However, while I do not curve students against each other competitively, student work is measured against my understanding of “average” or “satisfactory” undergraduate work at LMU—the quality of work an average student at LMU should be producing. Having been at LMU for quite awhile, I have a much better sense of this standard than you do; therefore, you will be measured against what I think of as satisfactory rather than what appears to you or your peers as satisfactory. You are not being evaluated on the same criteria that would be used for students at your high school, students at the local community college, my graduate students at LMU, or professional articles I vet for publication; but you are being measured against a certain standard of excellence.

Unfortunately, more and more students are coming to university unprepared to produce work sufficient to earn an A. Indeed, more and more students are arriving at university unprepared to produce work sufficient to earn a B or even a C. Wherever you fall on this scale of preparedness, you should get ready to step it up. If you were earning A marks in high school and find yourself earning B marks at LMU, the solution is not to whine, complain, or make excuses. The solution is to seek assistance—it is here for you—and to redouble your efforts. The vast majority of LMU students complaining about their grades are not even approaching the university’s suggestion of 12 hours of work each week for a 4-unit class, much less exceeding it. Indeed, based on self-reporting, there are many students who do not spend this much time studying for all their classes taken together. How can a person complain about a grade when he or she is not putting in the required work? This holds whether one earns a C and wants a B, or earns an A- and wants an A. We can’t whine our way ahead in life, though the prevalence of this tactic in our society may indicate why it is a popular strategy. Instead, try working harder.

III. Regarding Grades and Their Meaning

The 2001-2002 Undergraduate Bulletin described the grade scale at LMU as follows: A, Superior; A-, Outstanding; B+, Very Good; B, Good; B-, Better than Average; C+, Above Average; C, Average; C-, Below Average; D, Poor; F, Failure. Since 2003 the Bulletins have been essentially the same, although they have omitted the description of +/- grades and changed the description of  “C” to “satisfactory,” perhaps in a misguided attempt to make us all feel good about ourselves by convincing us that at LMU, as in Lake Wobegone, “all the children are above average.”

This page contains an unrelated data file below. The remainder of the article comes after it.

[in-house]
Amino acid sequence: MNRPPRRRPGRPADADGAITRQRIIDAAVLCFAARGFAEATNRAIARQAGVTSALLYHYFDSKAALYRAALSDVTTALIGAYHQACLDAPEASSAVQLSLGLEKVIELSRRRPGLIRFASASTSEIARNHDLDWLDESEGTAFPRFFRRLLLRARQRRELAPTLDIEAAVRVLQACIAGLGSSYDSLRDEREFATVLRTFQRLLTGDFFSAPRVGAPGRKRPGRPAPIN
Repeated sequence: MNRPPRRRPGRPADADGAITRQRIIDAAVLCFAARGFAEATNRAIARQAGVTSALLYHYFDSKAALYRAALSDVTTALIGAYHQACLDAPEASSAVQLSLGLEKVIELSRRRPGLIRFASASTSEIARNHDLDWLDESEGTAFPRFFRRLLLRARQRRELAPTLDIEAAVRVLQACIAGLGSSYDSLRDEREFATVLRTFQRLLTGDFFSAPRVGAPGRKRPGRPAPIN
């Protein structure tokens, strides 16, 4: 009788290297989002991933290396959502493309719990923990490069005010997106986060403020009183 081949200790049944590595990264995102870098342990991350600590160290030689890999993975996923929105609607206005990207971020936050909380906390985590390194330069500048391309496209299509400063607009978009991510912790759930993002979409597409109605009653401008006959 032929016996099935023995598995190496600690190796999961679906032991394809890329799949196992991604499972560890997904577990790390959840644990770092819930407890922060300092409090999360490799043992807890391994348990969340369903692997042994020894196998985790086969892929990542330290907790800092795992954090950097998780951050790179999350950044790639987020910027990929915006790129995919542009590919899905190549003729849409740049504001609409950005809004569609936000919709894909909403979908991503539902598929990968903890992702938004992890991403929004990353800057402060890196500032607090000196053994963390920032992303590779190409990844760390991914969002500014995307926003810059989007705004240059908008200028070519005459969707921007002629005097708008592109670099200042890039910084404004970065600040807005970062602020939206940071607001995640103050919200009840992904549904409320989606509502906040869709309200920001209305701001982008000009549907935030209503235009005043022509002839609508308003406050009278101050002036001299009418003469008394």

In our society, by the time a person reaches adulthood, he or she is very likely to have heard a lifetime’s worth of praise, at least some of which is surely hyperbolic. Many people seem convinced they are exceptionally talented and gifted, and destined for success in whatever endeavor, any endeavor, they might choose. They assume that they will receive excellent marks in their classes at that all their professors will immediately recognize they are exceptional. This, of course, is generally a distortion of reality. In any given field—academic, artistic, athletic, or otherwise—most people are, say it with me, average. That’s what average means. While I have been able to excel in some areas, I am average—actually worse than average—at most things. I’m reasonably well-accomplished as a philosopher and a climber, two things to which I have dedicated substantial time and effort; but I’d wager I would be terrible at golf and rhythmic gymnastics, neither of which I’ve ever tried, and must confess that I remain a pretty poor speaker of French, despite having dedicated time and effort to it over the years. That’s life. 

Surely it is obvious that not every painter is a Caravaggio, Cézanne, or Collins? That not every author is an Austen, Joyce, Woolf, Hemingway, or Ishiguro? That the Laocoön and Bernini’s St. Teresa in Ecstasy are exceptional? That Bach’s Cello Suites are fundamentally different than the homogeneous and forgettable pop music crafted by producers working with focus groups? This is not an excuse for any individual to accept anything less then her personal best, nor is it an indictment of any specific person’s human worth. It’s simply the recognition of a fact.

Once upon a time we could depend on other well-intentioned friends, family members, and mentors to criticize and correct us, and in so doing call us to become our better selves. However, much of that tradition has been lost in recent times due to the excesses of a culture that believes equality and fairness demand homogeneity and symmetry, views failure as deleterious to self-worth, praises mediocrity, and routinely dispenses hyperbolic accolades. Today we use the term “hero” to describe completely average people engaging in completely pedestrian acts of goodness, and “genius” to describe anyone with a clever idea.